•  Plymouth – Anthologia: Library Closure Special  – Tall Tales. “In response to the local library cuts suggested in Plymouth this week, several local writers have banded together to form ‘The Library Party’. This group has the aim of raising awareness of the proposed cuts and helping the public voice their concern and objections to the closures. This special Anthologia has poetry and micro-fiction from local Plymouth writers. Each piece focuses on the issue, libraries or the essential service provided by this ancient institution. There are also images explaining what is proposed and links to the petition within this page. “
  • Plymouth – Council told libraries are ‘community hubs’ at first public meeting over closures – Herald. “Jennifer Pointer, a mother of two, who attended the meeting with her family, felt that the closure of the school’s library would be wrong as for her libraries are “a life-line”. “I had quite bad post natal depression,” said Mrs Pointer, “The library was a good way to meet other mums and talk about it – they are a bit of a life-line.”. Many responses ask for investment in libraries to improve them rather than closing them.
  • Swindon – Libraries minister comes to Swindon as community deadline looms – Swindon Advertiser. “Last month Coun Mary Martin met with MP Rob Wilson, whose ministerial portfolio includes libraries, and on Thursday he came to Swindon to take a closer look at the plans” … “As part of the visit, he was shown the central library as well as Covingham library, which is well-advanced in its set up as a community run facility.” Covingham is one of the few community libraries where a clear path to a secure future has emerged. A trust model, devised by ward councillors and recently registered with the charities commission, has received the backing of local library supporters and the borough council” … “”It was a productive meeting to give the minister an update on the work that is going on towards protecting our vital libraries and to discuss further options for where the government can provide assistance. “I’m greatly encouraged, we seem to be making good progress.”

Campaigning for libraries before they’re under threat

Editorial

A quiet couple of days when it comes to library news and, actually, I quite like that.  I’m tracking quite a lot of protest though.  Here’s some examples. In Plymouth, there’s a large amount of love being expressed for the threatened libraries there – I’ve just been speaking to a journalist there who was if anything unhappier than I am about cuts to libraries.  Warrington has not gone entirely quiet either – there’s some concern that news that all libraries have been saved there is not quite what it seems.  Finally, the good people of Darlington are getting really quite upset about the projected loss of their central library. So, there’s all this energy for libraries but it’s all after the cuts happen.  But i many ways that’s too late. What we need is preparation beforehand and enough support that councils don’t reach for the axe so much in the first place.  It’s therefore great to see the advocacy/campaigning and lobbying being discussed by EveryLIbrary in the USA. Closer to home, I’m delighted to see a very timely post from Irvine Welsh about Scottish libraries (in good time for their elections) and also a new chair, ex-librarian Sheffield MP Gill Furniss for the All-Party Parliamentary Group for libraries.  It seem we are learning, slowly and painfully, that placards are not as good as avoiding  the need for protest in the first place.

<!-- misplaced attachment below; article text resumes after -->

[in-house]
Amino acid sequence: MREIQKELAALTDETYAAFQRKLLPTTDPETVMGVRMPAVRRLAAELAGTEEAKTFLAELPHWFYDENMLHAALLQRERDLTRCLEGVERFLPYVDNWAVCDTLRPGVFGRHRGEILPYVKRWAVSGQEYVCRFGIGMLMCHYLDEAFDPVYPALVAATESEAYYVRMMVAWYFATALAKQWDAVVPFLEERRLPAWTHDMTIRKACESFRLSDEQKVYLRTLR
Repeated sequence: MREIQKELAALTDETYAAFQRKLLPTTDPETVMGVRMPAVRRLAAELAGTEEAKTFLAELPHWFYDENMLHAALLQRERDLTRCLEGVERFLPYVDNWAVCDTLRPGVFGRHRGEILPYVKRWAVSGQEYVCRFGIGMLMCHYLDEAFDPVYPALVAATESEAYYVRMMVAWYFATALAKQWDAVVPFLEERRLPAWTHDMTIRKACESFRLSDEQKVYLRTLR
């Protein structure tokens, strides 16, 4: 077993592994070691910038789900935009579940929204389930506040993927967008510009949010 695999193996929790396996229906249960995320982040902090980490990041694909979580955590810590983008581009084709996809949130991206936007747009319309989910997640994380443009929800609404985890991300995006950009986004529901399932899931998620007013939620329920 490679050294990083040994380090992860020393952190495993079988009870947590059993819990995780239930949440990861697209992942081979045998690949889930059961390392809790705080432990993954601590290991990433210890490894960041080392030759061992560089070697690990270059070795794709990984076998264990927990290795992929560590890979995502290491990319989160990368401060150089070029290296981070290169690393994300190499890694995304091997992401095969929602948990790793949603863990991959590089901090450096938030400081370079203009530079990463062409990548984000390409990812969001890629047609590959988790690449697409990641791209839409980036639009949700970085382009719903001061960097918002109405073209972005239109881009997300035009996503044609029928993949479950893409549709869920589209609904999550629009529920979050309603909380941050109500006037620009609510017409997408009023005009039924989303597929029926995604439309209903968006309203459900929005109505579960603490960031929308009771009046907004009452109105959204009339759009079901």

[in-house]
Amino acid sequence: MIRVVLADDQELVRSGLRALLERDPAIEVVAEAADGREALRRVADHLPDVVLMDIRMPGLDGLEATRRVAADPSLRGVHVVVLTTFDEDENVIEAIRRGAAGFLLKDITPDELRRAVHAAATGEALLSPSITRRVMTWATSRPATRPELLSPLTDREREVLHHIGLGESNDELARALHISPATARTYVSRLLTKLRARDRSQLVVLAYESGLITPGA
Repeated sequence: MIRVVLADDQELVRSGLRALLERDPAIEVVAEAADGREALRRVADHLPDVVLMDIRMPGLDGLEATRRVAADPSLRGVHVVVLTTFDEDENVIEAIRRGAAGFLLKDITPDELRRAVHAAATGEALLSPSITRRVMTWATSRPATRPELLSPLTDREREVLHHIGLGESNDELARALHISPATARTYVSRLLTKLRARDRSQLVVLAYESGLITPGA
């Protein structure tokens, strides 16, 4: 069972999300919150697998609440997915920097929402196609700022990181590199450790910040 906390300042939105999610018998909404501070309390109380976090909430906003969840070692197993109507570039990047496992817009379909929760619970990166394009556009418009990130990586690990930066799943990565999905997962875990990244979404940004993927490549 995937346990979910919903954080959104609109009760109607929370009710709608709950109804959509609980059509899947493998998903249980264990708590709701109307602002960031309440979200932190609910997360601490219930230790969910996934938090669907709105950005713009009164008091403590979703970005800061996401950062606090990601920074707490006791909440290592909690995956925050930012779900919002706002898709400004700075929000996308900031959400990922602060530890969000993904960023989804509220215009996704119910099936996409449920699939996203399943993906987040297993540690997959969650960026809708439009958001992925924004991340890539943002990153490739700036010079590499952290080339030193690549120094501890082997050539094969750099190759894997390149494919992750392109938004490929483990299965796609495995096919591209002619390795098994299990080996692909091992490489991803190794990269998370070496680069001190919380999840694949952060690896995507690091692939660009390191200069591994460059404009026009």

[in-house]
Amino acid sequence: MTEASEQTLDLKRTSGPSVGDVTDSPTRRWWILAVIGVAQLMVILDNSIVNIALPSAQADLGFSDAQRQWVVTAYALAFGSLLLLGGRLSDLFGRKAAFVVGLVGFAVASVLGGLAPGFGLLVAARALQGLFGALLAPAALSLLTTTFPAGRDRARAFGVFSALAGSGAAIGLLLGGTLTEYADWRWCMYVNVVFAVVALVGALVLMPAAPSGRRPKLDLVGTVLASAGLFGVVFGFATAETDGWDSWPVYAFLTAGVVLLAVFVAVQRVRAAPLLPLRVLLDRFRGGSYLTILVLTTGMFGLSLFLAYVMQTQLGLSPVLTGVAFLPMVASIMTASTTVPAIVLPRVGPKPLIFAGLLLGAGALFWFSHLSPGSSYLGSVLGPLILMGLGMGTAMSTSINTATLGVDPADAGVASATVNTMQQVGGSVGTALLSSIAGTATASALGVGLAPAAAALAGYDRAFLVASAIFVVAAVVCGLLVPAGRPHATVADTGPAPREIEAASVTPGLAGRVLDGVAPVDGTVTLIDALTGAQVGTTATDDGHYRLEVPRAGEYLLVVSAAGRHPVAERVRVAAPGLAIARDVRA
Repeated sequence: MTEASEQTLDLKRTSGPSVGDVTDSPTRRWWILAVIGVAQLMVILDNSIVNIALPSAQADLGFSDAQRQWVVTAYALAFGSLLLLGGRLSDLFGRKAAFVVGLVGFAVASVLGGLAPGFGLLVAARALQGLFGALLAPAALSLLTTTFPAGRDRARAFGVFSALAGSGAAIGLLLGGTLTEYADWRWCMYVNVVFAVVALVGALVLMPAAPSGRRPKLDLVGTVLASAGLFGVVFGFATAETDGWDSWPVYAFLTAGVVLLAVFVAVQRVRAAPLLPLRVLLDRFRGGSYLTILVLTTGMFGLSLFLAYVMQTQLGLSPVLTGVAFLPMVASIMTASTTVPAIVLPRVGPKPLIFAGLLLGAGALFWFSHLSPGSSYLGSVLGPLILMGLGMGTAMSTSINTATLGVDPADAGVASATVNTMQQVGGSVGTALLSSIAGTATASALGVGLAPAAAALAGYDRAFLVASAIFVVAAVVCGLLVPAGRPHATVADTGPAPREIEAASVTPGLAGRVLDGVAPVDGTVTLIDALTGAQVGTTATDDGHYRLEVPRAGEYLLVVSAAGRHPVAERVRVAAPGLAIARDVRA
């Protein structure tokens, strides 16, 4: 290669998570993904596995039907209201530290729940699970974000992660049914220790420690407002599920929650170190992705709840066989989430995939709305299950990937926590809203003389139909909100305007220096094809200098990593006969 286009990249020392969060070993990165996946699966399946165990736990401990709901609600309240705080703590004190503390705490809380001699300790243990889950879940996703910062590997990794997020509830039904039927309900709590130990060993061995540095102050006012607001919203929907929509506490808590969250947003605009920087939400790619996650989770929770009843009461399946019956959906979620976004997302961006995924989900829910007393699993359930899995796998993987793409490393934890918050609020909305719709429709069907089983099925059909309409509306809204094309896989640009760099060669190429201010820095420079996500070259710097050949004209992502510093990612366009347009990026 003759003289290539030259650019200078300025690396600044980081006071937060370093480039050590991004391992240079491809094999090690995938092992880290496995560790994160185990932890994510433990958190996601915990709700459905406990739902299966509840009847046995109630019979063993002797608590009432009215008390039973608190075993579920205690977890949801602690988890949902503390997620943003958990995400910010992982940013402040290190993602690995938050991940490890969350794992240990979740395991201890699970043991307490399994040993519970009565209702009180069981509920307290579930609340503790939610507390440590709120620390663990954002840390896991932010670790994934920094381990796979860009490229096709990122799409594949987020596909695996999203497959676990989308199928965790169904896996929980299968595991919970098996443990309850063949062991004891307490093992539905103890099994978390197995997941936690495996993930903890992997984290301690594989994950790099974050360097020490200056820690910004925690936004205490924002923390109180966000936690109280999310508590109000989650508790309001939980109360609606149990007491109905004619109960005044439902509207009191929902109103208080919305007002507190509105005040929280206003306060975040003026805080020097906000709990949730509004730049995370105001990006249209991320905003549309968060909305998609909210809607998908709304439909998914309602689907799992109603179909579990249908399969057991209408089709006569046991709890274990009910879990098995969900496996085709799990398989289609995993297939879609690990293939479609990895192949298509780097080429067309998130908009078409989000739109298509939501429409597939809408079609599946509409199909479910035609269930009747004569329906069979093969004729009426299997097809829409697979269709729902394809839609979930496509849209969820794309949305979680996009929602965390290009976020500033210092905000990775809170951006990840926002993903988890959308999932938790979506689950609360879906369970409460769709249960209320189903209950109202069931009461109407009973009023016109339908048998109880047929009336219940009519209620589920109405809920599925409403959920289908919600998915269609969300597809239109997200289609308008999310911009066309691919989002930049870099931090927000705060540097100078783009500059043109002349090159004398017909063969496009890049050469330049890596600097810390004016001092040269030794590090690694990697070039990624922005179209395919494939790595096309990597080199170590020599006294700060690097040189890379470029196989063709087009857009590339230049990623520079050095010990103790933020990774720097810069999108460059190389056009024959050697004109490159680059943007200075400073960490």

Changes

Ideas

  • Boxheads – design your own Minecraft head.

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The Minister for Libraries speaks

Editorial

I’ve heard rumours about the new libraries minister, Rob Wilson, for a while now.  Some suggest his ardent pro-volunteer bodes ill for libraries and others earnestly hoped that he would be an interventionist. Rumours that reached my ears about his speeches at the Ambition sessions held by the Task Force included suggestions he wanted large-scale closures. It turns out he’s not as extreme as all this suggests: well, not for a Conservative minister anyway.

Unlike his predecessor, the ever-optimistic (and sometimes possibly wilfully blind) Ed Vaizey, he’s openly acknowledging that there are problems. He repeats (like Ed Vaizey) that he will look into library closures but (unlike Ed, in office anyway) has actually taken an active interest in visiting an authority where deep closures are taking place. Don’t get too excited, though – Lancashire are still happily transferring libraries even after his visit so they must strongly suspect he’s not actually going to do anything.

He’s also keen on initiatives and ways to lessen the impact of the cuts, even suggesting (as so many do) that somehow, given the right management and genius thinking, libraries will be fine. Someone should show him the deal in the Isle of Man where an online  gambling company is financially supporting the mobile library service, taking over from another one. Taking advantage of low-taxed gambling companies to keep libraries open? Now that’s innovative.  So, having seen the last few months and read the speech by  Rob Wilson, my verdict he is not Satan but he’s no St George either. Libraries remain as wonderful and as under threat as ever and need to find our own solutions, without the strong shield of government.  Well, no-one can say we’re not used to that.